• Cancer Causes, Care, and Cures Subject of HealthTech '17 Keynote Address by Dr. Craig Thompson, President & CEO, Memorial Sloan Kettering

  • OCTOBER 22, 2017 | HEALTHCARE REFORM

  • Obsesity and Environmental Factors Leading Cause of Cancer Today, He Said

  • Why Don’t We Have a Cure for Cancer? Dr. Craig Thompson, president and CEO of Memorial Sloan Kettering Cancer Center (MSKCC) began answering this multi-layered question with a staggering statistic. “Cancer isn’t just one disease – it’s as many as four hundred,” he explained at the Westchester County Association’s recent Health Tech ’17 conference on October 12, which attracted over 200 healthcare and business executives. At MSKCC, he said they have the best outcomes for cancer care because...


    ... cancer is the main focus both in terms of treatment and research. “Everyone is assigned a team here, and the team is optimized by making use of everyone’s skills.”

    Dr. Thompson, who delivered the luncheon keynote address “The Role of Specialty Hospitals in Maintaining Health and Healing Disease,” also made another important point: obesity and environmental factors are the leading causes of cancer. “Cancer is not inherited; it’s an environmental disease caused by environmental exposure to carcinogens. The biggest culprit causing cancer in the United States is obesity. The American diet of carbohydrates derived from simple sugars and unreasonable meal sizes coupled with a sedentary lifestyle equal a ticking time bomb. Reducing caloric intake reduces cancer risk.

    He recommended that we strive to maintain a diet with a caloric content of ten percent less than the current nutritional guidelines. “We know the amount of simple sugar in your diet influences cancer, but we don’t know why” he continued. “Surprisingly fat, which has been the focus of most diets for years, has no influence on cancer risk. What you didn’t know is the biggest culprit in Westchester is what you just ate. Diet and sedentary life: they are the leading cause of cancer. We didn’t know this existed 10 years ago. Carbohydrates are the driver; the second cause is meal size.”

    So Where Are We?

    According to Dr. Thompson, medicine has come a long way. In the last generation, the mortality rate from cancer has dropped twenty percent, although cancer is still the number one cause of death and hospitalization. This spot was previously held by cardiovascular disease, but there has been an explosion in the improvement of care, which equates to a 75% reduction in deaths in just one generation.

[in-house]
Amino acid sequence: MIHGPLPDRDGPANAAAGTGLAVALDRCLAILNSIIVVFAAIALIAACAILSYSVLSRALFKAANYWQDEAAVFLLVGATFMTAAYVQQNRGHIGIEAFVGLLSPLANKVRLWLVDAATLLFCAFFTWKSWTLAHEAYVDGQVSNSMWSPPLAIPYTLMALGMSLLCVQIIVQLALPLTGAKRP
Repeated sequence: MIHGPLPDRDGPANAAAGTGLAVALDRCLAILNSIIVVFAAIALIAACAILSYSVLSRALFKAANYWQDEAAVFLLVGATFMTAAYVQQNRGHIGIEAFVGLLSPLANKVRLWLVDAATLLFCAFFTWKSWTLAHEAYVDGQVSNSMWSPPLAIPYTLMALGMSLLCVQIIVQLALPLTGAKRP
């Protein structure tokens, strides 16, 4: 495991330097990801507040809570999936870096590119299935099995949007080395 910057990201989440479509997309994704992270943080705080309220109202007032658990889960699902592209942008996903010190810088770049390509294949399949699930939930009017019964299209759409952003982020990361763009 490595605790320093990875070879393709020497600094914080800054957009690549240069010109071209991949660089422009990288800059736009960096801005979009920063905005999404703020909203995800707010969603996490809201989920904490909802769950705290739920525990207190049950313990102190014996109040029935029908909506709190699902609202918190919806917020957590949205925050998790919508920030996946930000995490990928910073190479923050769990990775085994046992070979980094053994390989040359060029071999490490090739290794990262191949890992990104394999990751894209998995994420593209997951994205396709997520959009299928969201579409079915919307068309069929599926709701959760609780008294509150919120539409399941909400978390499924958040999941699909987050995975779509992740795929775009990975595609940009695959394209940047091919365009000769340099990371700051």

Gastric cancer was a leading cause of death until 1930, the first year you could buy a refrigerator for your house. By changing the way food was preserved, and cutting out the carcinogens from smoking and curing, the death rate plummeted. Critical advances have also been made with cervical cancer that could potentially wipe it off the map after the discovery that almost every cervical cancer is derived from the HPV virus.

    Today’s Model

    Each and every cancer is different and has to be treated that way. When the first genome was sequenced in 2003 it took years and cost almost three billion dollars. Since the process can now be completed in under a week for approximately seven hundred dollars, mapping allows personalized treatment for every single patient. Known as Precision Medicine Therapy, medications and clinical trials are matched directly to individual cancers. “Everyone asks me what the best treatment is for cancer. That’s not the way it works,” added Dr. Thompson. “Every patient is given the best medicine for them.”

    A Vision for the Future

    Memorial Sloan Kettering opened a 114,000 square foot out patient treatment center in West Harrison, although they did a have a presence in Westchester for twenty years prior to that.

    “We’re not here to compete,” Thompson stressed. “We need partnerships. We don’t do obesity; we don’t treat cardio-vascular diseases or diabetes. As a specialty hospital, our 1200 doctors only focus on cancer.” He said that Westchester provides opportunities for partnerships to treat the whole patient, a key component to the new direction of healthcare, patient-centered care. As a specialty hospital, MSKCC’s 1200 doctors only focus on cancer. “Our goal is that patients in the greater New York City area will never have to drive more than thirty minutes to get the best care.” Dr. Thompson continued, “We predict in the next ten years we can treat cancer in 70% of patients with no hospital stays.”

    Final Words

    Healthcare is the only industry traditionally led by America and it continues to be led by America. “When traveling, the first things doctors want to do it show me are the American-made equipment they are using.” Dr. Thompson concluded, “Twenty percent of workers in the U.S. are employed by the healthcare industry and 17.9% of GDP is spent on healthcare. Healthcare is not broken.”



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